Thursday, August 22, 2013

The ultimate test

There are all kinds of useful things you can learn in a playtest and I have been doing a lot of those for Heroes By Trade.  Players will try things that seem problematic in terms of rules (Hobo and his whip / trip attack of opportunity) which need to be quashed.  Other players will have all kinds of interesting opinions on what things are overpowered or underpowered or just badly written.  One thing I should never underestimate though is what happens when I try to break the system myself.

I am starting a new campaign shortly with In The Hat presiding as GM.  This will be a fantastic opportunity for me to see the game in a whole new light from the other side of the GM screen.  Tonight I started out making a character and quickly figured out some changes that needed to be made.  I began by staring at the Voidbringer and Channeler classes and trying to map out my choices for Powers based on a few different builds.  The thing that kept coming up was that no matter my build, no matter my other picks, I always took Spiralling Shards for the Channeler and Slip Through The Shadows as a Voidbringer.  This is not a good sign.  If my theory about Power costing is right I should be all over the map so when I continually come back to one Power and conclude that every sensible player takes it something is wrong, wrong, wrong.

There were two fundamental problems.  First off both of those Powers were the only AOE choices for the classes in question.  This is a big problem because effective AOE is a really important niche to have covered.  At some point we are going to get swarmed by legions of zombies and I need to be able to mow them down like grass!  Having a single choice for such a critical combat function is not appropriate so I modified some things to make sure there were two choices.  The second fundamental problem was that even when I added another option I kept coming back to Slip Through The Shadows and concluding that I had to take it - it is just that good.  It is an odd ability that works in really interesting ways and clearly my optimization brain was seeing something that my designer brain was missing.  I ended up bumping its rank up to 11 from 10 and calling it a day.

When I build Powers I often develop favourites.  Sometimes those favourites are just neat and aren't actually very good but sometimes I end up loving things simply because they are effective.  It is only when it comes down to designing a character that I really find these things out because my characters always seem to end up taking the good stuff.  Funny, that.  The fact that I tend to work hard at building a strong character is sometimes irritating I am sure but it does come in handy now and again.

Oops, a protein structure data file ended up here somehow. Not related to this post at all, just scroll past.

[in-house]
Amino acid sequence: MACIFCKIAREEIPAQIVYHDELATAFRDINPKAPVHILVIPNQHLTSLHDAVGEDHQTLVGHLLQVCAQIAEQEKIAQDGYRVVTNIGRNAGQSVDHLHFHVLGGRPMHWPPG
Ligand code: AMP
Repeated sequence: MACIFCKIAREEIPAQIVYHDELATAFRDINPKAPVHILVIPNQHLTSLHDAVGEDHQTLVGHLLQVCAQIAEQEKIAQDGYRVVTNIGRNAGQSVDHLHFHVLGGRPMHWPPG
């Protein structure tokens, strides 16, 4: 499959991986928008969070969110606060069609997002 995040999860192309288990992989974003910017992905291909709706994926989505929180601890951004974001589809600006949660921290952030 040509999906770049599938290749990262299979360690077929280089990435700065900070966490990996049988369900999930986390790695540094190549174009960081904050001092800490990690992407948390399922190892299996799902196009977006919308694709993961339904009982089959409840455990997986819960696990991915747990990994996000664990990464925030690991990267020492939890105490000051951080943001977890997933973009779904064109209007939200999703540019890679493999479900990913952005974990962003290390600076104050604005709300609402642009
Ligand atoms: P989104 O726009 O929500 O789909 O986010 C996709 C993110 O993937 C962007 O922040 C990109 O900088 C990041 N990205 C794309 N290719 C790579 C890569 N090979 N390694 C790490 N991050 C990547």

Spiralling shards

Shards of power swirl all around, glinting with murderous potential, slicing deeply into every enemy you can see.

Rank 10
Target:  All enemies within 2 squares of you.

Slip Through the Shadows

You blink in and out, rushing from one shadow to another in a terrifying display, striking every enemy to come within arm’s reach.

Rank 11
Effect:  Take a Move.
Target:  All enemies adjacent to you at any point during your Move.


  1. I don't think that having a "mandatory" power or two is necessarily that bad, as long as you still have plenty of choices to make overall. Like, if you have 10 powers to pick and 2 of them are mandatory... that's ok. It's when almost all of them are mandatory that it's not ok, IMO.

    Also, I really like AOE powers... but depending on your system, your GM, and your other players it might actually be just fine if you skip them, especially if they're not that good. For example, if you're only going to fight a weenie horde 1 fight in 10, then I think it's pretty reasonable to let one of the other PCs with good AOE options take care of them. You can then focus on being the madcap boss killer that you presumably are.

    That said, your power description makes Spirally Shards sound ok.

    Slip Through Shadows sounds darned good if it works the way I would assume it works. I'm not that familiar with your system, so some questions: Do people normally get attacks of opportunity ala D&D? Would people using this power still provoke them? Would you be allowed to move through enemy squares with this power (thus allowing you to move directly through blocks of oppponents)?

    If the answers are yes, yes, and yes like I somewhat expect, then this power seems pretty tasty.

    - Brent

  2. People do not normally get attacks of opportunity and using this spell does not expose you to attacks of opportunity. You are not allowed to move through enemy squares. The huge advantage of this power is you can end your turn away from enemies forcing them to move to get to you and also that you can hit a bunch of enemies without targetting friends. In addition it is useful as a gap closer if you don't have another option that way. It is simply so flexible that it is amazing even though no individual enemy gets hit very hard.